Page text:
I often spend up to 2 hours of my workday commuting to and from my clients' offices, in a train where possible, but more often than not in my car. Needless to say I am not too happy about this wasted time.
John Stackhouse claims that this commuting problem also increases my risk of becoming dumber:
What are we doing during those hours upon hours in our cars, buses, trains, and the like? Some of us are getting dumber: listening to (bad, which is to say, typical) talk radio or pop music; fuming at other drivers while trying to shave a few minutes off the commute; or simply letting our minds idly flit from one vaguely anxious or annoying or trivial thought to another.
So a few months back, I bought a converter that allows me to play mp3s from my laptop to my car stereo. I’m glad I did. This has allowed me to listen to a wide variety of lectures and sermons during my long commute.
(Please note: I do set the whole thing up prior to backing out of my driveway. I do NOT endanger others or myself by attempting to drive & interact with my laptop simultaneously).
Many of my commuting lectures are downloaded from the “Faraday Institute of Science and Religion” multimedia page. Faraday has a wide range of resources on the religion / science interface, probably the best set of resources that reflect both a commitment to Christian orthodoxy and integrity in science. Categories include bioethics, biology, the environment, divine action, evolution, history of science and religion, philosophy of science, physics and cosmology, and science and the bible. I have just started working my way through the series but, from what I can tell, most lectures are exceptionally strong.
Some recent highlights:
1. Ken Miller: “Chance, Necessity, and Evolution”
The title of this lecture is probably a little misleading. Miller (author of Finding Darwin’s God) conducts a wide ranging discussion on his own experience in the Evolution vs. ID conflict, including his account of the Dover trial. Although not necessarily an in-depth discussion of randomness in evolution, Miller is at his engaging best in this lecture, and I definitely recommend it.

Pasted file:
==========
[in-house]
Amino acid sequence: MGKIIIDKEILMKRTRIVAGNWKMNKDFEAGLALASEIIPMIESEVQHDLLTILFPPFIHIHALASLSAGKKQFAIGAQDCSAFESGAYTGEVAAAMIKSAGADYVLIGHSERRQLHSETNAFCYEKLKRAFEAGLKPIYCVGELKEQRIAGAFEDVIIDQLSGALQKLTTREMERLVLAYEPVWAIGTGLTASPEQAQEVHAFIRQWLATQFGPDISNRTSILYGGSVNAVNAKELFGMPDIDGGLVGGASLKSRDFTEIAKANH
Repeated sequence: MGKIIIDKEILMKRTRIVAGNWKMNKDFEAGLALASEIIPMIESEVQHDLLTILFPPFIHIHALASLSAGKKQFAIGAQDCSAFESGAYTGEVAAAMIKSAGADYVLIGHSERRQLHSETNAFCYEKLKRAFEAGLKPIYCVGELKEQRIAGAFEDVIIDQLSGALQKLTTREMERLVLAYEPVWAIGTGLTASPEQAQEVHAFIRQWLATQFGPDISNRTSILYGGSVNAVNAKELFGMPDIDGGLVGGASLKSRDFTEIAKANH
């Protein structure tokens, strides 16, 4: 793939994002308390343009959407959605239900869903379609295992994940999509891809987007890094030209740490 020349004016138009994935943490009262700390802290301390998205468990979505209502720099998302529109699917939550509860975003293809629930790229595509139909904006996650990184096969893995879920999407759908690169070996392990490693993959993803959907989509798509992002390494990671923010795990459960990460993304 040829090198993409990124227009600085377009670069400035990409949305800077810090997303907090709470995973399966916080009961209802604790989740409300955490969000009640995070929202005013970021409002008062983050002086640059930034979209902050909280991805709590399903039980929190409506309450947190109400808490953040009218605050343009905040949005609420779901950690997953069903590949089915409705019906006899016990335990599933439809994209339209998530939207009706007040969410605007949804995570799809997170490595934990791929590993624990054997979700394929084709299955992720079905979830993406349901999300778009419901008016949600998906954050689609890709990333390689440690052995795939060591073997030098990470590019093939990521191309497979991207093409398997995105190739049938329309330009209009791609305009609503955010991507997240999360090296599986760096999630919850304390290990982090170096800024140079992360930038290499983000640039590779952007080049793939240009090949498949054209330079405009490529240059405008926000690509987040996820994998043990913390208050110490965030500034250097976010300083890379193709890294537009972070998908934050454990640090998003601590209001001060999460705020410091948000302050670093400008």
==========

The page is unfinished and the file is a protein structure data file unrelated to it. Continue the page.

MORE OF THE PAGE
One particularly interesting item: When addressing the idea of “apparent age”, Miller refers to the “Steve Martin God” because the God postulated by the apparent age argument is “One Wild and Crazy Guy”. Just another reason for me to despise the Omphalos hypothesis.
2. John Polkinghorne: The Future of the Science-Religion Debate
This was a very interesting lecture on the direction Polkinghorne thinks the Science-Religion dialogue (why must we always call it a debate?) is heading. One topic he discusses is the coming shift in emphasis to the human sciences (eg. psychology & sociology). Fortunately the evolution-faith discussion may be ending; unfortunately the discussion re: mind-soul-faith could be just as nasty. Another growing area of interest is the place of information theory and pattern dynamics. Polkinghorne predicts that by end of the 21st century, “information will take its place beside energy & matter” in the physical sciences. Connecting the two topics above, Polkinghorne believes that the soul is not some detachable spiritual entity but is an “almost infinitely complex information bearing pattern”. Anyone want to start a blog called “An Evangelical Dialogue on Non-reductive Physicalism”?
3. N.T. Wright: Can a Scientist Believe in the Resurrection
I must confess that I have not read much N.T. Wright, but I plan to rectify that in the future (I am currently reading The New Testament and the People of God). This lecture is (I believe) a whirlwind summary of his very important The Resurrection of the Son of God. That is next on my list.
Wright had a memorable line in the Q&A following the lecture. When asked about Richard Dawkins' God Delusion he replied “I must confess I never finished it. It was one of those books that once I put it down I could not pick it up again”.
I’m not sure that a commuting lecture strategy will allow me to avoid becoming any dumber. But it certainly has made the commute much more enjoyable.